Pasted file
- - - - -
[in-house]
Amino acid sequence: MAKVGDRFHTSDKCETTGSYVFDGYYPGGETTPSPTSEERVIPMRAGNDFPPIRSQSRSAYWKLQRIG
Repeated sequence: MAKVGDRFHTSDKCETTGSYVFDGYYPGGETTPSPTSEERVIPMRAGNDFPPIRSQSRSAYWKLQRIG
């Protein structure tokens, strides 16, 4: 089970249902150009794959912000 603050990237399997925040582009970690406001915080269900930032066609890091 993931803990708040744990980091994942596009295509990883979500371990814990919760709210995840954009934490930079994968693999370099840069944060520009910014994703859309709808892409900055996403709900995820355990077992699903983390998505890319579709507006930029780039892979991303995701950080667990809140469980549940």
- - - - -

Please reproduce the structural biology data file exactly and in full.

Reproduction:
[in-house]
Amino acid sequence: MAKVGDRFHTSDKCETTGSYVFDGYYPGGETTPSPTSEERVIPMRAGNDFPPIRSQSRSAYWKLQRIG
Repeated sequence: MAKVGDRFHTSDKCETTGSYVFDGYYPGGETTPSPTSEERVIPMRAGNDFPPIRSQSRSAYWKLQRIG
């Protein structure tokens, strides 16, 4: 089970249902150009794959912000 603050990237399997925040582009970690406001915080269900930032066609890091 993931803990708040744990980091994942596009295509990883979500371990814990919760709210995840954009934490930079994968693999370099840069944060520009910014994703859309709808892409900055996403709900995820355990077992699903983390998505890319579709507006930029780039892979991303995701950080667990809140469980549940």